4.1 Fixed Points
When the eigenvectors of are not orthogonal to each other, the eigenvectors of are not eigenvectors of the linear stability matrix . However, the eigenvalues of are still given by equation 4.5 (see appendix D), so that the same stability properties hold (see appendix D): every fixed point is stable in the direction toward the origin, and the fixed point in the direction given by the largest eigenvalue is stable while the other ones become unstable.
In summary, if all eigenvalues of the covariance matrix are real and nondegenerate, only the pair of nontrivial fixed points corresponding to the largest eigenvalue is stable. All the other nontrivial fixed points of the dynamics are saddle points. This implies that low-rank networks consisting of a single gaussian population can have at most two stable fixed points independent of their rank.
4.2 Limit Cycles
Complex eigenvalues of the covariance matrix , if they exist, always appear in conjugate pairs. They lead to spiral dynamics around the origin, in the plane spanned by the real and imaginary part of the corresponding eigenvectors. If the real part of the complex eigenvalues is smaller than unity, , the spiral dynamics decay back to the origin. Otherwise, if , there is a limit cycle on the plane, around the origin. Similar to the case with only real eigenvalues of the covariance matrix, if the real part of the complex eigenvalue is larger than the real part of any other eigenvalue of , any trajectory will converge to the plane defined by the real and imaginary parts of the corresponding eigenvectors. On this plane, we then find that the limit cycle is stable.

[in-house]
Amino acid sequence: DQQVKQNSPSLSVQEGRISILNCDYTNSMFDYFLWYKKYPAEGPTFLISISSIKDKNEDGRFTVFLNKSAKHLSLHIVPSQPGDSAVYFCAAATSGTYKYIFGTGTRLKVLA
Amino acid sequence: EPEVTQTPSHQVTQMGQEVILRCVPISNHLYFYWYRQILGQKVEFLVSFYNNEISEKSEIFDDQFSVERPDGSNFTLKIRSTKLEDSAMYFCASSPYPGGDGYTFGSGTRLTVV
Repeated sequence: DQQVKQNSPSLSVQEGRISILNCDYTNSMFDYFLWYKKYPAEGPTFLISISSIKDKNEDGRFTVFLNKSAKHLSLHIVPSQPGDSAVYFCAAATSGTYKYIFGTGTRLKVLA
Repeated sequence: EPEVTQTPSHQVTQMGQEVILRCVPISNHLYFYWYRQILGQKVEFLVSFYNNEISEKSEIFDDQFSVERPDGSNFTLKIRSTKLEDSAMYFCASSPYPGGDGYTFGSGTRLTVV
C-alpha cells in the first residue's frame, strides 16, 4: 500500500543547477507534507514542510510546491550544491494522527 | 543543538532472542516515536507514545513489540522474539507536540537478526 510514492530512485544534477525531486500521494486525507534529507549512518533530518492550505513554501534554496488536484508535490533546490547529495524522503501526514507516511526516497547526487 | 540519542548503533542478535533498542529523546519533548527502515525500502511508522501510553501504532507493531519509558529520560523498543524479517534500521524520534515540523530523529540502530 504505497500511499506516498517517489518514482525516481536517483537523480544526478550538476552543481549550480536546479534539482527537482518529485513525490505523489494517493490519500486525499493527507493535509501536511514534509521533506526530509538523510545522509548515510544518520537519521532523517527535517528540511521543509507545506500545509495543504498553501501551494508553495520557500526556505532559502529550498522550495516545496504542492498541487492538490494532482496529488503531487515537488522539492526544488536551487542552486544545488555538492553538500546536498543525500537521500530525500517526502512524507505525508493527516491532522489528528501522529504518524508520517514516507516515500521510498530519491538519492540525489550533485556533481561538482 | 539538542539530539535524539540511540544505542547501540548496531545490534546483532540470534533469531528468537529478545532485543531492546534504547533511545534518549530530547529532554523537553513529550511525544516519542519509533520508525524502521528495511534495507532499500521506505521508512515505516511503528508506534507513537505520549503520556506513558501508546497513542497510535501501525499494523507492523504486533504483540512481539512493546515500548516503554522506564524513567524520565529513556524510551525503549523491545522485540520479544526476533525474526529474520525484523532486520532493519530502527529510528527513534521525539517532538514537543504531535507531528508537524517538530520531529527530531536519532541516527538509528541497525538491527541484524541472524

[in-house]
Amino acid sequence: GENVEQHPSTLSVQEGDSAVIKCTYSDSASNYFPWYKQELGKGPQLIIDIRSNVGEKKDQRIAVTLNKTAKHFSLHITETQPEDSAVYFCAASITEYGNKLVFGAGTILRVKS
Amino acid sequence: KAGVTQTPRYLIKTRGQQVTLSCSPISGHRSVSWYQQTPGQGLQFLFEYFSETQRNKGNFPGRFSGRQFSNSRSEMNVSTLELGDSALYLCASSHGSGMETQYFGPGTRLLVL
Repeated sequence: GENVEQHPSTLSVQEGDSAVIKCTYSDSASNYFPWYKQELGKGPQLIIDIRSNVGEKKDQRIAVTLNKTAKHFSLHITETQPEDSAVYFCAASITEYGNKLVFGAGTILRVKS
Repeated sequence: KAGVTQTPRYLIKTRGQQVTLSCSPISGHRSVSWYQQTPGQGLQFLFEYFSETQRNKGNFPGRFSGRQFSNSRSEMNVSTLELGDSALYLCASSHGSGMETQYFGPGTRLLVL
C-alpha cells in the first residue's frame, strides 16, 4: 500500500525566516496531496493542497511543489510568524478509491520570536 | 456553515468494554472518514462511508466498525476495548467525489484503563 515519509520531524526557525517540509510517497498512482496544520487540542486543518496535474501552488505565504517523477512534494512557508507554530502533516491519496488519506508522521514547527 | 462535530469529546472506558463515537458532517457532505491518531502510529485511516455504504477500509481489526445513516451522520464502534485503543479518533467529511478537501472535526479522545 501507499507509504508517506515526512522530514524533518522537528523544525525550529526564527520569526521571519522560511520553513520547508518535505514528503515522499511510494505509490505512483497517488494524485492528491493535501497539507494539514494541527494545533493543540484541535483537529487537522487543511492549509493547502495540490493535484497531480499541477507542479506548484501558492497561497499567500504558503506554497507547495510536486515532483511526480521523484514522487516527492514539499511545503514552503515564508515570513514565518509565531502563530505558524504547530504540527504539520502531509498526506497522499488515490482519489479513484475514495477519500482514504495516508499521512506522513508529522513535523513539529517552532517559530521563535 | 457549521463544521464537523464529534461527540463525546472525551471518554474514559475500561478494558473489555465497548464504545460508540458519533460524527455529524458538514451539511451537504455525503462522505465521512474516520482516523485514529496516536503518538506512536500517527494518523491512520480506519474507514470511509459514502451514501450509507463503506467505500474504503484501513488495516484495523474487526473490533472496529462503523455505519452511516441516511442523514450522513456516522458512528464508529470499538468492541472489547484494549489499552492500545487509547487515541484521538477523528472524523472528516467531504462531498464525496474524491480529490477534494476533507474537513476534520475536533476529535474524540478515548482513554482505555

In this analysis, equation 4.10 is derived for the particular covariance matrix in equation 4.6, which is the sum of an isotropic matrix (proportional to the identity) and an antisymmetric matrix. However, this equation is valid more generally for any connectivity matrix with a pair of complex eigenvalues (see appendix D). When the covariance matrix is not antisymmetric but still has complex eigenvalues, the limit cycle is no longer a circle but resembles an ellipse, while the frequency of oscillation appears to still be given by equation 4.10.